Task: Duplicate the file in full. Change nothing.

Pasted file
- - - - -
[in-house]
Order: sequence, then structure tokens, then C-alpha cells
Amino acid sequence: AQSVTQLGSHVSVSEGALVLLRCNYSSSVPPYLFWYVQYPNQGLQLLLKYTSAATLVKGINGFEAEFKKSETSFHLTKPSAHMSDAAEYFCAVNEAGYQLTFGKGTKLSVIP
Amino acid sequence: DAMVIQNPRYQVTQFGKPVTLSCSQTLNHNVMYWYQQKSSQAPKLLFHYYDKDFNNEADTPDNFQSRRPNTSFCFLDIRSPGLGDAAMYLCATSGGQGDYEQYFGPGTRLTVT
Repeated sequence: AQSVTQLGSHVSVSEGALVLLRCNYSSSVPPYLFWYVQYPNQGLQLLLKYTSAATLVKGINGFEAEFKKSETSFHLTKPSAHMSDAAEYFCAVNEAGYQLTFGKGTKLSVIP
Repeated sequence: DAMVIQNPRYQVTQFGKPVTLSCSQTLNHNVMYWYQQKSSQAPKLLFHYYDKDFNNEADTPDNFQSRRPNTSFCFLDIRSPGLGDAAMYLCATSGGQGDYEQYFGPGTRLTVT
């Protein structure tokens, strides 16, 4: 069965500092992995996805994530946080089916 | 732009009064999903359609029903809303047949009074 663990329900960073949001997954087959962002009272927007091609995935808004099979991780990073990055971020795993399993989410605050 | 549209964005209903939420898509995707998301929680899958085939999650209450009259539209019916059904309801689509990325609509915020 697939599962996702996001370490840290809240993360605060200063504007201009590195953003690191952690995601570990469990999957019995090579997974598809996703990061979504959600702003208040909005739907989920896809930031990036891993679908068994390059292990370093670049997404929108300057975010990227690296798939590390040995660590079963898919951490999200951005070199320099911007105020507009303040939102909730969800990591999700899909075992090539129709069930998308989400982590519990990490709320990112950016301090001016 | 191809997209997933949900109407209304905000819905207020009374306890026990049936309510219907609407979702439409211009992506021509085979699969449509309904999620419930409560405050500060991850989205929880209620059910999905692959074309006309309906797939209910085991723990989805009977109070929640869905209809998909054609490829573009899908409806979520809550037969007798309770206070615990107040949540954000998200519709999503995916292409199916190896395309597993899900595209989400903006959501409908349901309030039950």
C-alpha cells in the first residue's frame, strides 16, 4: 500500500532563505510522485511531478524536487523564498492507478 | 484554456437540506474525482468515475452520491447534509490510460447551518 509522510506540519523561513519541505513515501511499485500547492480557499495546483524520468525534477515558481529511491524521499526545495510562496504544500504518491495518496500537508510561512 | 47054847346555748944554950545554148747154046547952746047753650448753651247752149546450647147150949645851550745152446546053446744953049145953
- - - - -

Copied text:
[in-house]
Order: sequence, then structure tokens, then C-alpha cells
Amino acid sequence: AQSVTQLGSHVSVSEGALVLLRCNYSSSVPPYLFWYVQYPNQGLQLLLKYTSAATLVKGINGFEAEFKKSETSFHLTKPSAHMSDAAEYFCAVNEAGYQLTFGKGTKLSVIP
Amino acid sequence: DAMVIQNPRYQVTQFGKPVTLSCSQTLNHNVMYWYQQKSSQAPKLLFHYYDKDFNNEADTPDNFQSRRPNTSFCFLDIRSPGLGDAAMYLCATSGGQGDYEQYFGPGTRLTVT
Repeated sequence: AQSVTQLGSHVSVSEGALVLLRCNYSSSVPPYLFWYVQYPNQGLQLLLKYTSAATLVKGINGFEAEFKKSETSFHLTKPSAHMSDAAEYFCAVNEAGYQLTFGKGTKLSVIP
Repeated sequence: DAMVIQNPRYQVTQFGKPVTLSCSQTLNHNVMYWYQQKSSQAPKLLFHYYDKDFNNEADTPDNFQSRRPNTSFCFLDIRSPGLGDAAMYLCATSGGQGDYEQYFGPGTRLTVT
């Protein structure tokens, strides 16, 4: 069965500092992995996805994530946080089916 | 732009009064999903359609029903809303047949009074 663990329900960073949001997954087959962002009272927007091609995935808004099979991780990073990055971020795993399993989410605050 | 549209964005209903939420898509995707998301929680899958085939999650209450009259539209019916059904309801689509990325609509915020 697939599962996702996001370490840290809240993360605060200063504007201009590195953003690191952690995601570990469990999957019995090579997974598809996703990061979504959600702003208040909005739907989920896809930031990036891993679908068994390059292990370093670049997404929108300057975010990227690296798939590390040995660590079963898919951490999200951005070199320099911007105020507009303040939102909730969800990591999700899909075992090539129709069930998308989400982590519990990490709320990112950016301090001016 | 191809997209997933949900109407209304905000819905207020009374306890026990049936309510219907609407979702439409211009992506021509085979699969449509309904999620419930409560405050500060991850989205929880209620059910999905692959074309006309309906797939209910085991723990989805009977109070929640869905209809998909054609490829573009899908409806979520809550037969007798309770206070615990107040949540954000998200519709999503995916292409199916190896395309597993899900595209989400903006959501409908349901309030039950």
C-alpha cells in the first residue's frame, strides 16, 4: 500500500532563505510522485511531478524536487523564498492507478 | 484554456437540506474525482468515475452520491447534509490510460447551518 509522510506540519523561513519541505513515501511499485500547492480557499495546483524520468525534477515558481529511491524521499526545495510562496504544500504518491495518496500537508510561512 | 47054847346555748944554950545554148747154046547952746047753650448753651247752149546450647147150949645851550745152446546053446744953049145953